Established as import companies in the seafood business, the criminal networks handling the shark trail extend their prowess into drug running, theft, extorsion and targeted killings. One of these criminal organisations, aptly called ‘The Pirates of Puerto Pizarro’, was recently indicted by the Peruvian government for smuggling 200 tons of shark fins from Ecuador. When the gang was arrested, it was about to receive CITES export permits from its contacts at PRODUCE. Despite the overwhelming amount of evidence against them, the ‘pirates’ were given a sentence of only 25 months at an appeals court in Tumbes. The verdict handed down by the court hinted at the political leverage enjoyed by these organisations in the judiciary and administrative structures of the city. Peru’s Prosecutor General lamented the court’s decision: “Whereas judicial authorities in other regions in the country are often drastic when sentencing criminal organisations, in Tumbes this is rarely the case”. And so the trail of the fins is guaranteed to go on.
The price of a fin
Hundreds of nautical miles deep into the Ecuadorian ocean, stationed before the line that marks the country’s sovereign waters, large stationary Chinese vessels, or ‘trawlers’, await by day to be approached by local fishing boats. The Chinese vessels greet the small fishing vessels and the thousands of shark trunks readily to be sold by them. Many of the sharks transferred to the trawlers are collected from the water employing a particularly disturbing form of bate – dolphins. From the little vessels, the catch is loaded to the Chinese trawlers via transshipment – a mechanism whereby legally and illegally-caught fish is mixed, making its illicit origins impossible to know. When the Chinese flotilla goes after the sharks more directly, it tends to do so when it’s dark. As an Ecuadorian captain put it, as the shark-hungry flotilla approaches the islands, “it’s like looking at a city at night”. Often, the crews that stock the vast refrigerators on board are, for all practical purposes, modern slaves. These companies are nevertheless often subsidized by the Chinese government to probe the coasts of Latin America – China ranked in 2019 as the country most likely to contribute to IUU fishing, out of 152 countries. China currently owns the largest fishing fleet in Latin America, with an estimated 200 Chinese vessels operating in the shark-rich waters of Galapagos Islands alone. Many of the companies behind the Chinese fleet have ample records of illegal, unreported and unregulated fishing, a sizeable portion of the estimated US$10–23 billion illicit global industry. The operational boldness of Chinese vessels in these waters owes both to irregular licensing processes in countries like Peru, Ecuador and others (allowing foreign fleets to launder their catches in sovereign waters) but also to the political leverage enjoyed by a fishing industry backed by Chinese power.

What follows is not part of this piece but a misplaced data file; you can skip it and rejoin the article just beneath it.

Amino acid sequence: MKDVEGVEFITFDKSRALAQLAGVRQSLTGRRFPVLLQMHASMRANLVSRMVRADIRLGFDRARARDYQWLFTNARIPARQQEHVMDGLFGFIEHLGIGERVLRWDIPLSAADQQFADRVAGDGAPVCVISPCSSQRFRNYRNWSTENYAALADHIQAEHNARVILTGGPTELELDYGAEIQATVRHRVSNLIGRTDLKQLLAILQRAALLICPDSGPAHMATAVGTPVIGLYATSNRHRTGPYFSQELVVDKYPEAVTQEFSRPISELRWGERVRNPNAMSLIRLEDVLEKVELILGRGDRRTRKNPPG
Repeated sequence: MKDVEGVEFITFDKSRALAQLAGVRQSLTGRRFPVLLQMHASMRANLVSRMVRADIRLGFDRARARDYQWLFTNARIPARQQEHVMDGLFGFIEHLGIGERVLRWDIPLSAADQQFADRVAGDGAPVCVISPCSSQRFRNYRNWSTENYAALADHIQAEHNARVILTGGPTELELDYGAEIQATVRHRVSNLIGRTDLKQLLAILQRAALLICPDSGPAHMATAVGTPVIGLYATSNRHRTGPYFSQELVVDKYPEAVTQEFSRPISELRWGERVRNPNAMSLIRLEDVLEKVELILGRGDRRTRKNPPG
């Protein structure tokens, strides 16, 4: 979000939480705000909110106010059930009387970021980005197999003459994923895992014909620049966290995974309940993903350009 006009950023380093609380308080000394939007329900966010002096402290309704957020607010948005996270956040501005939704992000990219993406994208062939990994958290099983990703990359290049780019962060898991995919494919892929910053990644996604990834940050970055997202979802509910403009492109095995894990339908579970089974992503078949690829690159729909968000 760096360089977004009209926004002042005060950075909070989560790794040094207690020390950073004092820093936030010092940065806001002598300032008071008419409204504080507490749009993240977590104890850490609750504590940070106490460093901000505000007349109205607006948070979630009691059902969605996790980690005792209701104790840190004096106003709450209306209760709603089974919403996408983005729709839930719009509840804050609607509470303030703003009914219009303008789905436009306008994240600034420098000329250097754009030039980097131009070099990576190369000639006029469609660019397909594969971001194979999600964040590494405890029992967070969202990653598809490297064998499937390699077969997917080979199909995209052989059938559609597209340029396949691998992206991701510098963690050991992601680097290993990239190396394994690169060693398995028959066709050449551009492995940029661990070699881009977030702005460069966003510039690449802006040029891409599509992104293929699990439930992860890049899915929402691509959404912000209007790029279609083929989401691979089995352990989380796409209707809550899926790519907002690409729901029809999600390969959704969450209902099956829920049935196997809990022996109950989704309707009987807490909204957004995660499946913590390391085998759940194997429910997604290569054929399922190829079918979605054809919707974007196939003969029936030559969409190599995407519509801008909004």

Despite their central role in the depletion of global shark species, very little is known about the laundering mechanisms turning criminal catches into perfectly-legal global sales. Shark species are being depleted through clever and evading practices that border full-blown criminality. Perhaps, this gap in our knowledge owes to the relatively small monetary value associated with the illicit shark business – especially when compared to the more staple forms of criminal flows for which South America in more commonly known. But as criminology comes to terms with the impact of illicit activity on our environment, the sheer focus on monetary value rescinds and the real price-tag of these activities becomes increasingly manifest. Humans are the real predator, namely because its predatoriness knows no limits. When free, the grey dorsal fin of the shark, sprouting to the surface, cutting across the water, aims to achieve, in contrast, one thing in particular: balance.
Dr Alejandro Lerch is a visiting scholar at the Department of Politics and International Studies, University of Cambridge. His PhD, also at the University of Cambridge, looked into the convergence of politics and criminal markets in Mexico. He consults regularly on LatAm issues at RUSI.
Main image credit: Mitch Huang, via Flickr.
The views expressed in this article are solely those of the author and do not necessarily reflect the views of RUSI, Focused Conservation or any other institution.